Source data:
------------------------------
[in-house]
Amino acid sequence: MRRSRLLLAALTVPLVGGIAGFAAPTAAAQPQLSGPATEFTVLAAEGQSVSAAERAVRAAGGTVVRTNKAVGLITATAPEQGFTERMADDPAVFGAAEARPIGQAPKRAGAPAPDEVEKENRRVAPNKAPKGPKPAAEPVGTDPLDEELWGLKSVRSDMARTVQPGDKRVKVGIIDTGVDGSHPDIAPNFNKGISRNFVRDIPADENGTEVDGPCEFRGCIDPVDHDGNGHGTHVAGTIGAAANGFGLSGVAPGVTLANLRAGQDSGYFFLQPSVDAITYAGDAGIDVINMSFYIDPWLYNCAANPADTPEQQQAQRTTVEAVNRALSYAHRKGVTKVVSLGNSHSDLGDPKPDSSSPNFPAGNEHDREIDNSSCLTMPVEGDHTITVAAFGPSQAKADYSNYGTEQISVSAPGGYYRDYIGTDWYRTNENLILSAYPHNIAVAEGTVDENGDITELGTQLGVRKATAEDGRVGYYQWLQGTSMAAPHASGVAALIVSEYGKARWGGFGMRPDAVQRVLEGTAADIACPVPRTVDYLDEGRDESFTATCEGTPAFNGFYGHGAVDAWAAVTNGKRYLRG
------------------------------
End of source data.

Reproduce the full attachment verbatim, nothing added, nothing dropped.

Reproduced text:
[in-house]
Amino acid sequence: MRRSRLLLAALTVPLVGGIAGFAAPTAAAQPQLSGPATEFTVLAAEGQSVSAAERAVRAAGGTVVRTNKAVGLITATAPEQGFTERMADDPAVFGAAEARPIGQAPKRAGAPAPDEVEKENRRVAPNKAPKGPKPAAEPVGTDPLDEELWGLKSVRSDMARTVQPGDKRVKVGIIDTGVDGSHPDIAPNFNKGISRNFVRDIPADENGTEVDGPCEFRGCIDPVDHDGNGHGTHVAGTIGAAANGFGLSGVAPGVTLANLRAGQDSGYFFLQPSVDAITYAGDAGIDVINMSFYIDPWLYNCAANPADTPEQQQAQRTTVEAVNRALSYAHRKGVTKVVSLGNSHSDLGDPKPDSSSPNFPAGNEHDREIDNSSCLTMPVEGDHTITVAAFGPSQAKADYSNYGTEQISVSAPGGYYRDYIGTDWYRTNENLILSAYPHNIAVAEGTVDENGDITELGTQLGVRKATAEDGRVGYYQWLQGTSMAAPHASGVAALIVSEYGKARWGGFGMRPDAVQRVLEGTAADIACPVPRTVDYLDEGRDESFTATCEGTPAFNGFYGHGAVDAWAAVTNGKRYLRG